Iran’s impoverished southeast has been experiencing wide disruptions of internet services, experts said, as unrest gripped the remote province after fatal border shootings.
Several rights groups reported in a joint statement that authorities shut down the mobile data network in the restive province of Sistan and Baluchestan, calling the disruptions an apparent “tool to conceal” the government’s harsh crackdown on protests convulsing the area.
The reports of internet interference come as Iranian authorities and semiofficial news agencies increasingly acknowledge the turmoil challenging local authorities in the southeast — a highly sensitive matter in a country that seeks to repress all hints of political dissent.
Starting Wednesday, the government shut down the mobile data network across Sistan and Baluchestan, where 96% of the population accesses the internet only through their phones, rights groups said, crippling the key communication tool.
After four days of unverified “localized regional network disruptions” amid the protests, NetBlocks, which monitors worldwide internet access, confirmed a new disruption to internet connectivity in the province beginning late Saturday.
“This is Iran’s traditional response to any kind of protest,” Amir Rashidi from Miaan Group, a human rights organization that focuses on digital security in the Middle East, told The Associated Press on Saturday. “Shutting down the internet to block news and pictures getting out makes (authorities) feel more comfortable opening fire.”
The week saw a series of escalating confrontations between police and protesters. Crowds with light arms and grenade launchers descended on Kurin checkpoint near Iran’s border with Pakistan on Thursday, Abouzar Mehdi Nakhaie, the governor of Zahedan, the provincial capital, said in comments carried by Iran’s semiofficial ISNA news agency. The violence killed one policeman, he added.
Earlier this week, protesters attacked the district governor’s office and stormed two police stations in the city of Saravan, outraged over the shootings of fuel smugglers trying to cross back into Iran from Pakistan on Monday. The border shootings and ensuing clashes killed at least two people, the government said. Many rights activists in the area reported higher death tolls without offering evidence.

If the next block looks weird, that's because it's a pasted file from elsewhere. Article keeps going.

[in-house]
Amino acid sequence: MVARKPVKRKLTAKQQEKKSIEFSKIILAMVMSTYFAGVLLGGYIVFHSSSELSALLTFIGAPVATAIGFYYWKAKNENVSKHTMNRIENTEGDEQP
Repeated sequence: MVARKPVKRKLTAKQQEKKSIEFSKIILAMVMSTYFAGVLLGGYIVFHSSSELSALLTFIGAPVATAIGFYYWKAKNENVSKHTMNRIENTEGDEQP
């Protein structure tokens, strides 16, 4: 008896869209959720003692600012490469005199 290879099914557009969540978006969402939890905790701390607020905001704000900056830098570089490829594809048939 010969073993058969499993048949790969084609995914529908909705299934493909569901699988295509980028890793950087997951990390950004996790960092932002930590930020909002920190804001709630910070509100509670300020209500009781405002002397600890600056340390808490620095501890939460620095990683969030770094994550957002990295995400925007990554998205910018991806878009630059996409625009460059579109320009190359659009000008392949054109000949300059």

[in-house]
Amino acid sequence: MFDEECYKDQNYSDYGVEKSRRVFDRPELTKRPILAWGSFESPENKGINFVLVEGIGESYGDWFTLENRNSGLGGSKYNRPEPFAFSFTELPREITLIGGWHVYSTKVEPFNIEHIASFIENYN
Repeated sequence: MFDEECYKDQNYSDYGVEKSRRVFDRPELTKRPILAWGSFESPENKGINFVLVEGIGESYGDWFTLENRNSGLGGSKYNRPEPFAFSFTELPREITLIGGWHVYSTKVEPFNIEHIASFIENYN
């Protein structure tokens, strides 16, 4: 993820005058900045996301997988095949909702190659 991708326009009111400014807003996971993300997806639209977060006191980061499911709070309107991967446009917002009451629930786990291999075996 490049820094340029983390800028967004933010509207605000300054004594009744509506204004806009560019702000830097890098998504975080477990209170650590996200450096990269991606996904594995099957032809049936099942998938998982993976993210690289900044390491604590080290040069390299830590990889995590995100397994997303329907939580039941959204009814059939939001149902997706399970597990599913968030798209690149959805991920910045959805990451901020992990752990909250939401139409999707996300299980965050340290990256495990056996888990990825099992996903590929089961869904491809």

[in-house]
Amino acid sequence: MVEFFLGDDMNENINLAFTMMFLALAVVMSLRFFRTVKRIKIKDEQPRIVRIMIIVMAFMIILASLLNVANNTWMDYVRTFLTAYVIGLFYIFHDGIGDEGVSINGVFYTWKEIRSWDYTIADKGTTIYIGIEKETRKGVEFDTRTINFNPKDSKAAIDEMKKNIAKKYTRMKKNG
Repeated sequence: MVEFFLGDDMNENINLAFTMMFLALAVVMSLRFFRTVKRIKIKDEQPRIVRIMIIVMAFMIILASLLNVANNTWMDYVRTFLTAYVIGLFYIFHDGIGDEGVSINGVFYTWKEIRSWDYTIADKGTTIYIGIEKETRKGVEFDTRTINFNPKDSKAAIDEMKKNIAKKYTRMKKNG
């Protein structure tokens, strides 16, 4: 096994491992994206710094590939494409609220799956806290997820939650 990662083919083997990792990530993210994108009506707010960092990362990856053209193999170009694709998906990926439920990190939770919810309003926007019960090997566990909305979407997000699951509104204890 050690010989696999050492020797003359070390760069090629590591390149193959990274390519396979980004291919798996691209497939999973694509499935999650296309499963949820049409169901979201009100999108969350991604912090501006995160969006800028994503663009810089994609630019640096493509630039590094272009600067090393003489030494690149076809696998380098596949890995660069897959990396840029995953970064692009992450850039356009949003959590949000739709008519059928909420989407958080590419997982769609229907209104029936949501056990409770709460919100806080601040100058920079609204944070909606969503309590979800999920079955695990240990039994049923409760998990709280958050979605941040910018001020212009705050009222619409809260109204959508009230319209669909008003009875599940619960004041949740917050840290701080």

Iran’s Foreign Ministry spokesman, Saeed Khatibzadeh, vowed Friday to investigate the deaths. Officials insisted that calm had returned to the streets.
The Iranian government previously has cut off internet access and cellphone service in tense times. In the fall of 2019, for instance, Iran imposed a near nationwide internet blackout as anti-government protests sparked by an increase in fuel prices roiled the capital of Tehran and other cities. Hundreds were reportedly killed in the crackdown nationwide.
Given that authorities targeted the mobile network and not the landline in Sistan and Baluchestan, the disruption likely wouldn’t appear on regular network data, said Mahsa Alimardani, researcher at Article 19, an international organization that fights censorship. The area already suffered from unreliable internet connections.
“This targeted shutdown was very intentional because they knew the realities of this province,” where people are poor and use cheap phones as opposed to computers, Alimardani said.
Sistan and Baluchestan is one of most unstable and least developed parts of Iran. The relationship between its predominantly Sunni residents and Iran’s Shiite theocracy long has been fraught. A low-level violent insurgency in Sistan and Baluchestan involves several militant groups, including those demanding more autonomy for the region.
The area also lies on a major trafficking route for drugs and petrol, which is highly subsidized in Iran and a key source of income for smugglers.
DUBAI, United Arab Emirates (AP) — By ISABEL DEBRE